What is it about?
The terms dakhma (open-air tomb) and astodān (ossuary) are often used interchangeably despite the fact that they refer to two distinct structures with different meanings in pre-Islamic Iranian burial practices. The present study explores the differences between the two structures, along with burial-related terms used by ancient Persians, by examining ancient and medieval Iranian manuscripts and by conducting a field study of surviving artifacts from ancient times. The results show that dakhma (or dakhmagāh) was a general term referring to the entire burial site and its constituent elements—as opposed to the specific astodān. Both of these structures should be differentiated from small hollowed ledges on the edges or surfaces of mountains, which were engraved as late as the early Islamic period (seventh to ninth centuries), even though the terms dakhma and astodān appear in their inscriptions. Although the latter have led some scholars to conflate the terms, the present study finds that these small stone structures and hollows are neither dakhma nor astodān, but rather served as a symbolic memorial to the departed. Furthermore, other burial-related structures in the environs of the dakhma, including mortar-shaped hollowed stones (sang-ābs) and cascade-like stone grooves (called sor-sor-e hāy-e sangi), which have received scant attention, can be traced back to Zoroastrian rituals in Avestan texts and point to the presence of a dakhma. Finally, the present field study, which explored ancient burial sites in the Marvdasht plain in Fars Province, includes unique information and details that are presented here for the first time.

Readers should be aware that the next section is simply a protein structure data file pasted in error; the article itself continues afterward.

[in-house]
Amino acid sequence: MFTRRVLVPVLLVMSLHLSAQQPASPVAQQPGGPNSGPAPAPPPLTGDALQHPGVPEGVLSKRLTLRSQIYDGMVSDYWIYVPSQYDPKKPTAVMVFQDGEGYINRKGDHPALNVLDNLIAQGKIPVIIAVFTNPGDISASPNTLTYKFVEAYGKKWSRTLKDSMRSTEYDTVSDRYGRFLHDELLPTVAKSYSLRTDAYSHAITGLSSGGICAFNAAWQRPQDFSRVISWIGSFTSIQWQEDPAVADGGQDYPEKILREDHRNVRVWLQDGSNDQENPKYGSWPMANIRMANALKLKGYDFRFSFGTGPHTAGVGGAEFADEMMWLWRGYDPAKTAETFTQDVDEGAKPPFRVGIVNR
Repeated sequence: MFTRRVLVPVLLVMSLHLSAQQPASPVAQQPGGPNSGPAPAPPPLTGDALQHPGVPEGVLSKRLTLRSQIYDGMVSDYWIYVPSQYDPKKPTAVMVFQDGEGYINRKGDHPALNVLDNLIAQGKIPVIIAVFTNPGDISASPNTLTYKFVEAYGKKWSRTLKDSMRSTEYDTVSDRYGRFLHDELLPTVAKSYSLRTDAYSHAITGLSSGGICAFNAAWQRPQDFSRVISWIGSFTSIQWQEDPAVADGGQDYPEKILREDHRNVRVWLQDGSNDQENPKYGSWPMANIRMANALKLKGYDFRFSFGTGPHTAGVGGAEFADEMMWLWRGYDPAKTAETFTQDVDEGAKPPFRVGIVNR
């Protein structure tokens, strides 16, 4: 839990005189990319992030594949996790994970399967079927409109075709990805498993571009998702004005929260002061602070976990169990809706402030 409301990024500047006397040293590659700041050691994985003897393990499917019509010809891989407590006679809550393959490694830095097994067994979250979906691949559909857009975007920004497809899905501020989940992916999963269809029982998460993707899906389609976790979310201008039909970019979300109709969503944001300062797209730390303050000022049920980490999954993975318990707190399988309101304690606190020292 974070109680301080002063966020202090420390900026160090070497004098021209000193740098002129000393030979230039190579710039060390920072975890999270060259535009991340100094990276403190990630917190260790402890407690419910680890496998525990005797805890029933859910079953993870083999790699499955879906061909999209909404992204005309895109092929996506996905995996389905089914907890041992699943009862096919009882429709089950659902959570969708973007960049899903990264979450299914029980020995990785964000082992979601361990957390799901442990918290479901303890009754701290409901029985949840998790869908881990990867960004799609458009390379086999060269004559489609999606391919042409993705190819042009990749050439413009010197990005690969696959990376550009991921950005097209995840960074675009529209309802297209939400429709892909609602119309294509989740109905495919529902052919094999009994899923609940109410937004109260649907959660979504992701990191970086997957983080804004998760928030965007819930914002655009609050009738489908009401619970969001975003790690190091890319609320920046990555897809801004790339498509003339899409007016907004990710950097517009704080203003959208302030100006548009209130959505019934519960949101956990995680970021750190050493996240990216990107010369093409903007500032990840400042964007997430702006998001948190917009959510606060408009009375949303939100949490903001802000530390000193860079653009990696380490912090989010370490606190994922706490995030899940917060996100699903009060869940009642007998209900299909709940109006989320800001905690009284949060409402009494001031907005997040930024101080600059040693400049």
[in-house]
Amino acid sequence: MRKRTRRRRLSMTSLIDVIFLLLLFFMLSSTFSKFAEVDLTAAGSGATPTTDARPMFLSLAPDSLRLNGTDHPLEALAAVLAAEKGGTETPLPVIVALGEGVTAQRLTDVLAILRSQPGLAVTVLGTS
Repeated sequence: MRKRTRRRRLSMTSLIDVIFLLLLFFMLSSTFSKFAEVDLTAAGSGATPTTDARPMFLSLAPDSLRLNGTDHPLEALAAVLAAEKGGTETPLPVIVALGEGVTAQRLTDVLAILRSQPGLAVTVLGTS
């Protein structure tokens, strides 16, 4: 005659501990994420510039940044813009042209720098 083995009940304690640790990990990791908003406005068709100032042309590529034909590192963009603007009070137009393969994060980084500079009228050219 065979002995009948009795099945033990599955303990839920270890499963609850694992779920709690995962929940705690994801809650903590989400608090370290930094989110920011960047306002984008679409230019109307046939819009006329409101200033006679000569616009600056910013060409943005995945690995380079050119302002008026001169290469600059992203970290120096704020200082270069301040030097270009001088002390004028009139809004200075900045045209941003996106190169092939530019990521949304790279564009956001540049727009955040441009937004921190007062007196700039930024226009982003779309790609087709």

Photo by Johannes Plenio on Unsplash
Why is it important?
From the perspective of Iranian customs in ancient times
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This page is a summary of: A Clarification of the Terms Dakhma and Astodān on the Basis of Literary Records and Archeological Research in Fars Province, Journal of Persianate Studies, August 2022, Brill, DOI: 10.1163/18747167-bja10022.
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